5 Things You Need To Know About Vegan Food

New to a plant-based diet? Want to learn more? These are some great bits of info you should probably know about vegan food.
Plant-based food isn't just salads and dal. Photography: Symplicity.

Veganism. It’s a thing. We’re decades past the point of veganism being considered a fad or a phase and, considering the state of the world right now, the chances are fairly high that you’ve considered incorporating more plant-based food into your diet lately. You might even want to go completely vegan. If either of those is the case, you’re mightily lucky that we’ve created a myriad of delicious vegan recipes for you to enjoy. We’ve got quick vegan recipes, vegan curries, and loads of vegan pasta recipes ready for your lunch or dinner. We’ve also provided a round-up of some wicked vegan takeaways and five vegan cookbooks you can consult for recipes and wisdom.

Despite all that wealth of knowledge available to you, there’s always more to learn. I’m of the belief that you can never learn too much and that’s why I enlisted the help of chef Neil Rankin to write about some of the things you need to know about vegan food that you might not have considered before.

Neil Rankin, for those of you who don’t know, is the owner of Symplicity – a plant-based food company that makes products from fermented vegetables. As a professional chef and a trained butcher who’s renowned for cooking meat, who better could there be to give advice on what you can eat to replace it?

Here are Neil’s five things you need to know about vegan food:

1. You Can Make Your Own Plant-Based Proteins

Plant-based proteins are easy to make at home from basic starchy vegetables and legumes. There is no need to buy expensive pre-processed powders. Essentially you just have to wash out the starch which you can then use to make plant-based cheese or thicken a stew or soup. Making your own tastes less bitter than the bought-in powdered ones which means you need to add less sugar and salt to mask the bitterness.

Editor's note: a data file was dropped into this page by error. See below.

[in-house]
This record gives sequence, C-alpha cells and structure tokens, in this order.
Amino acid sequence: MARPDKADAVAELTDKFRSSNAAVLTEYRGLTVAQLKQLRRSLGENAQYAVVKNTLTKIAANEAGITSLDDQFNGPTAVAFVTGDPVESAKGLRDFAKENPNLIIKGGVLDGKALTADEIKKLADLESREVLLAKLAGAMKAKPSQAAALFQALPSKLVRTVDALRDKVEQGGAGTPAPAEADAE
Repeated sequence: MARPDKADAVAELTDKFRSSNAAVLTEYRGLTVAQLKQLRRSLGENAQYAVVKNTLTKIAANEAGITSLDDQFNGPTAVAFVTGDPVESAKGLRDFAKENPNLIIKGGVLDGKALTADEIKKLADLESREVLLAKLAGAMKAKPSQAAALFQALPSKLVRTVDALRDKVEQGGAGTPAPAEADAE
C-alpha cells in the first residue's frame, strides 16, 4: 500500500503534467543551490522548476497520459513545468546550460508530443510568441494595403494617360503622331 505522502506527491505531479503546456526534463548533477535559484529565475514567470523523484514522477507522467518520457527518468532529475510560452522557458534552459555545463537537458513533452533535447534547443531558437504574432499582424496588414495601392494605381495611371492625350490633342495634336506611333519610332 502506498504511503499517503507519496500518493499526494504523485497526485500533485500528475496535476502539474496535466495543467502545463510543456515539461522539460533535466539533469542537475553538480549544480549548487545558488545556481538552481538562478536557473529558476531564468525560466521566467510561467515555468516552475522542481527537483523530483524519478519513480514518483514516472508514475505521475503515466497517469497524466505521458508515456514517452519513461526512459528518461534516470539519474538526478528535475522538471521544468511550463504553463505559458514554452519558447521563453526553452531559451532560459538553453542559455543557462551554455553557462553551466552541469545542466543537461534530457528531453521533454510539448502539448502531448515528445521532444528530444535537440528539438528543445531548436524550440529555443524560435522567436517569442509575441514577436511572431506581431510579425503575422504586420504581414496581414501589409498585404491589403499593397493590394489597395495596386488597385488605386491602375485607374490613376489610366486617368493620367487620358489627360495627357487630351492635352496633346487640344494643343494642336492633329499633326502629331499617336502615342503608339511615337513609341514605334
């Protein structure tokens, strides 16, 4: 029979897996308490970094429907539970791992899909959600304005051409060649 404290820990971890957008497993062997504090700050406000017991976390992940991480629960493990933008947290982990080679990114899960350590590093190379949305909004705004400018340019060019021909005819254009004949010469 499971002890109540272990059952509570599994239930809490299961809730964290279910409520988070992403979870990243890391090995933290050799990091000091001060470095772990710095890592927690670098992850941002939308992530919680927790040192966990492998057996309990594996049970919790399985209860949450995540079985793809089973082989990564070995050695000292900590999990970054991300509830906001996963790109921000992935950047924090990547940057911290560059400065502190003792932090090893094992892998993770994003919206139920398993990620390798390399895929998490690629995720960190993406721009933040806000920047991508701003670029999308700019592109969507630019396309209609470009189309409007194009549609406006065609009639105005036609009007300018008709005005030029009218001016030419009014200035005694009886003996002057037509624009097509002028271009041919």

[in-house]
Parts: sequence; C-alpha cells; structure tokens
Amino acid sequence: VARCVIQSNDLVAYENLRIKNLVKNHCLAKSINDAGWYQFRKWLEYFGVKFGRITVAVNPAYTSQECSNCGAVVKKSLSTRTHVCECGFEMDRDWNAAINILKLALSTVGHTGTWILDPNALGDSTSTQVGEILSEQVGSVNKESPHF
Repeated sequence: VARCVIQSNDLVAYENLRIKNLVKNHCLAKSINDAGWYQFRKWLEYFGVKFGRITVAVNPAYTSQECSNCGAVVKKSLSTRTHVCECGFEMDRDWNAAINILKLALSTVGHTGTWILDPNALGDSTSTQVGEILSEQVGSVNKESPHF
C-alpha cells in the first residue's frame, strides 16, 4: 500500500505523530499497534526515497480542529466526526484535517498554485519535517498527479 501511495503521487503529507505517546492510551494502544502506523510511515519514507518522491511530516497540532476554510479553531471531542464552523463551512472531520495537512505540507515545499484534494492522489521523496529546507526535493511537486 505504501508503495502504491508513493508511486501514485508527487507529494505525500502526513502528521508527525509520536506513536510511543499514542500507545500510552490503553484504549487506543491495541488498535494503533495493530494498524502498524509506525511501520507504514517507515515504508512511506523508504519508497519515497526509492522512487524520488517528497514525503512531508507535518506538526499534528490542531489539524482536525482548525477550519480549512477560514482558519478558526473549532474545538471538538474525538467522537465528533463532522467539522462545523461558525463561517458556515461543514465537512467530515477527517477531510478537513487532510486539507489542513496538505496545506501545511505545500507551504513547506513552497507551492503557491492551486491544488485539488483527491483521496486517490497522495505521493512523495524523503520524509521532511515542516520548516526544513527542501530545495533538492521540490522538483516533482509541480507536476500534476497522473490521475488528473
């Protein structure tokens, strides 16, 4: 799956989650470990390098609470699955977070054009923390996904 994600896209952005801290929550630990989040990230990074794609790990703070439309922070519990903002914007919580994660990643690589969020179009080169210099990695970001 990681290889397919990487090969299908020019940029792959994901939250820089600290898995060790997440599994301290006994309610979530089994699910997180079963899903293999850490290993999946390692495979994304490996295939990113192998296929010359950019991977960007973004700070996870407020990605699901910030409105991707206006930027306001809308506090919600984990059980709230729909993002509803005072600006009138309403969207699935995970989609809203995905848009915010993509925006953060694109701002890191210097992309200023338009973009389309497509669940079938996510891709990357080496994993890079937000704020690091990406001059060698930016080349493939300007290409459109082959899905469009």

2. You Don't Always Need Fat

Vegan food doesn’t need fat to taste good. Fat is really just an amplifier of flavour as its viscosity helps carry flavours over our tastebuds more evenly and slowly. If you have more flavour you need less fat which is why product quality is so important as is cooking and fermentation which can amplify the overall flavour complexity.

3. The Price Makes Sense

Some people are confused by the cost of meat substitutes in comparison to actual meat but it's actually just basic maths. The water loss in increasing the texture of vegetables multiplies the cost of vegetables past the cost of meat. Then there’s the labour involved which is extensive in comparison to meat. Mushrooms need the least processing to make them mimic meat texture, hence why they are so popular.

4. Meat Substitutes Aren't New

Meat substitutes are not a trendy new phenomenon that’s going away any time soon. Seitan has been doing the rounds for a few thousand years now. Made by Buddhist monks primarily as a replacement for meat in dishes that required texture and chew, they would wash kneaded bread dough in water till only the gluten remained. Seitan gets a bad rep due to the current and unwarranted vilification of gluten, but it is actually one of the healthiest alternatives and one of the easiest and cheapest to make.

5. Vegan Food Doesn't Have To Taste Like Meat

The idea of vegan food needing a meat-like taste is a marketing misdirection which only plays into a desire we have for a flavour we think we know. Meat doesn’t have a specific flavour or texture – it has millions of variations of both. Also, except for the insanely rare high-quality stuff, most meat generally tastes pretty bland unless cooked, browned, aged or seasoned heavily. And a large proportion of meat is bland even when it’s cooked and seasoned. The fact that vegetables have so much more inherent flavour raw and unseasoned means it’s not hard to come to the realisation that meat is more often trying to taste like something it’s not than the other way around. If you disagree the next time you eat bacon try some raw pork for comparison.

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